Friday, March 4, 2016

PolyMet permits, betting against the odds

As Governor Dayton and his administration contemplate appropriate permit conditions for the proposed PolyMet NorthMet mine project, we wonder what type of risk analysis framework they intend to use. The other day we asserted that no corporation has existed for 500 years. We weren't entirely correct, but are close. According to this list from USA Today, there are only 4 public companies that are 100 or more years old. Bloomberg Businessweek informs us that "The average life expectancy of a multinational corporation-Fortune 500 or its equivalent-is between 40 and 50 years."

"pristine" Lake Superior
"pristine" Lake Superior
Photo by J. Harrington

The same article notes that "A full one-third of the companies listed in the 1970 Fortune 500, for instance, had vanished by 1983-acquired, merged, or broken to pieces.1" To further emphasize what treating pollution for 200 to 500 years implies, consider this quote from the Businessweek story:
"Even the big, solid companies, the pillars of the society we live in, seem to hold out for not much longer than an aver-age of 40 years. And that 40-year figure, short though it seems, represents the life expectancy of companies of a considerable size. These companies have already survived their first 10 years, a period of high corporate "infant mortality." In some countries, 40 percent of all newly created companies last less than 10 years. A recent study by Ellen de Rooij of the Stratix Group in Amsterdam indicates that the average life expectancy of all firms, regardless of size, measured in Japan and much of Europe, is only 12.5 years.2"
We see daily in Minnesota that, despite the historical funding and the additional resources brought by the Legacy amendment, Minnesota may never attain fishable-swimmable standards for its waters. It costs too much to clean polluted water. We can look at this situation in two or more ways. We can say things are so screwed up that it doesn't matter if we pollute more, or we can decide to stop adding to existing pollution until we've learned how to, and can afford to, clean up after ourselves.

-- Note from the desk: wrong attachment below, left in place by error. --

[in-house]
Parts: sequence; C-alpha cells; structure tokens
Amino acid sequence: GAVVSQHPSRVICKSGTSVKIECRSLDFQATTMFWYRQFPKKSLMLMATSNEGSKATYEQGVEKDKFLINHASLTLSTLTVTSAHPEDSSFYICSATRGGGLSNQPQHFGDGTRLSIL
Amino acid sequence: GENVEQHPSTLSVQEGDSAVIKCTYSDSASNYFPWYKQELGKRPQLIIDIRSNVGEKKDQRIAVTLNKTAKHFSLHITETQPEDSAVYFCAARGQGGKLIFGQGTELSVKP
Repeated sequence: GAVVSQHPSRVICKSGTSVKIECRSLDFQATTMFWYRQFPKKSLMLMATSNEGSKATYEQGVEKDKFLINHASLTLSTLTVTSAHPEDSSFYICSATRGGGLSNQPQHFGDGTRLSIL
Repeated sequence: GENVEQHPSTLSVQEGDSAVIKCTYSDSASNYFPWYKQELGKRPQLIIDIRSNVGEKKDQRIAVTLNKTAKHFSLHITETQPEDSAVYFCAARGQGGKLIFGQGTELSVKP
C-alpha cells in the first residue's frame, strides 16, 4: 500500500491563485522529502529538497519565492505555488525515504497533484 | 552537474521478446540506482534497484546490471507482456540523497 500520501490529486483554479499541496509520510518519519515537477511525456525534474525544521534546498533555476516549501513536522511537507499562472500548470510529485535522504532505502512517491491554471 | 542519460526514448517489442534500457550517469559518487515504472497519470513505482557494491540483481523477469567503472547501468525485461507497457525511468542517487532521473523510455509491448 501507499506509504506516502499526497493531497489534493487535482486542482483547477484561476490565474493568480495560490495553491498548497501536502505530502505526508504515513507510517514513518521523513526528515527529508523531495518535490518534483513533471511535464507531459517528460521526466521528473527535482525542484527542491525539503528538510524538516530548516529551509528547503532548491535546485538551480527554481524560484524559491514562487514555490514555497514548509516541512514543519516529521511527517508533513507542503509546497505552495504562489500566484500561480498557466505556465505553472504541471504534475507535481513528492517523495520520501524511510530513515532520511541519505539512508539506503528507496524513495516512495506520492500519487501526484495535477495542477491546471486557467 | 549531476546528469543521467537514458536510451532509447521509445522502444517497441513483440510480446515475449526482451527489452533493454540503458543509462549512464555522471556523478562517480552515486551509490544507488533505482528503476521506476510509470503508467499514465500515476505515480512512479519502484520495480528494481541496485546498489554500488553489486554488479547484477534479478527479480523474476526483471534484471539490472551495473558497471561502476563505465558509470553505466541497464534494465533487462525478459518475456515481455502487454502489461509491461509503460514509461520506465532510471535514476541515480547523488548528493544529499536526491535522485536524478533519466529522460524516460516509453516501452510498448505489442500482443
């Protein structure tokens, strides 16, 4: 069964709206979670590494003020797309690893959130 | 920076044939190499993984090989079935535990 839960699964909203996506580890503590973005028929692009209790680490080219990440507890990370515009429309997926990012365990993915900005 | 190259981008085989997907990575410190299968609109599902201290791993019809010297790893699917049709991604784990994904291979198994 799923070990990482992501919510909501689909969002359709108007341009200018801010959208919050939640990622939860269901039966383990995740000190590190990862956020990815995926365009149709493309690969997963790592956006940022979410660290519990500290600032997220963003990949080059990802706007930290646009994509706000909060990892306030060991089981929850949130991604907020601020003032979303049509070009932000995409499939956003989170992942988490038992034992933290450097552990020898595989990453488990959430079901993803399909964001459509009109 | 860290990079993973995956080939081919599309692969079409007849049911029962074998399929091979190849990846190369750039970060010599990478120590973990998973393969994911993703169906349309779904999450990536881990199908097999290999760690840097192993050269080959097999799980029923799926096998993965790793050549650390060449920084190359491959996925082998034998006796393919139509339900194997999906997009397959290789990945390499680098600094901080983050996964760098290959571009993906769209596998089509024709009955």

Governor Dayton, you've already held a Water Summit and are planning a Water Action Week. You've noted that Minnesota is facing major water issues. Have you also considered that, based on the available evidence from the mining industry, it's most likely a matter of when, not if, any PolyMet mine would result in major environmental damage? What will it do to your "water legacy" if it's tarnished, severely tarnished, by the issuance of permits that have no reasonable basis for providing compliance for several hundred years. This isn't a question of groundwater models or financial assurance amounts. Based on historical corporate longevity, there is no precedent for what Minnesotans are being asked to accept. PolyMet, and/or whoever buys them out, are most likely to be long gone, profits already in someone's pockets, and future Minnesota taxpayers left with the cost of cleanup and rehab.

Let's go back to the Businessweek article for a moment and consider the four conditions the author claims lead to longevity of a corporation. Then ask yourself if the mining industry, not just PolyMet, but the whole industry, has shown a tendency to meet these conditions:
  1. Long-lived companies were sensitive to their environment. [Here are some of MIT's thoughts on mining and the environment]
  2. Long-lived companies were cohesive, with a strong sense of identity. [Mining is so fragmented there are Classifications of mining participants]
  3. Long-lived companies were tolerant. [PolyMet seems to have already failed once at this.]
  4. Long-lived companies were conservative in financing. [If mining were conservative, would there be such "boom and bust" mining cycles or such segmentation of the industry?]
Governor Dayton, you have the authority and foresight to keep PolyMet (or Twin Metals) from becoming the next Reserve Mining in Minnesota. Please do so.

On the Gallows Once

Kofi Awoonor, 1935 - 2013

I crossed quite a few
of your rivers, my gods,
into this plain where thirst reigns
I heard the cry of mourners
the long cooing of the African wren at dusk
the laughter of the children at dawn
had long ceased

night comes fast in our land

where indeed are the promised vistas
the open fields, blue skies, the singing birds
and abiding love?

History records acts
of heroism, barbarism
of some who had power
and abused it massively
of some whose progenitors
planned for them
the secure state of madness
from which no storm can shake them;
of some who took the last ships
disembarked on some far-off shores and forgot
of some who simply laid down the load
and went home to the ancestors


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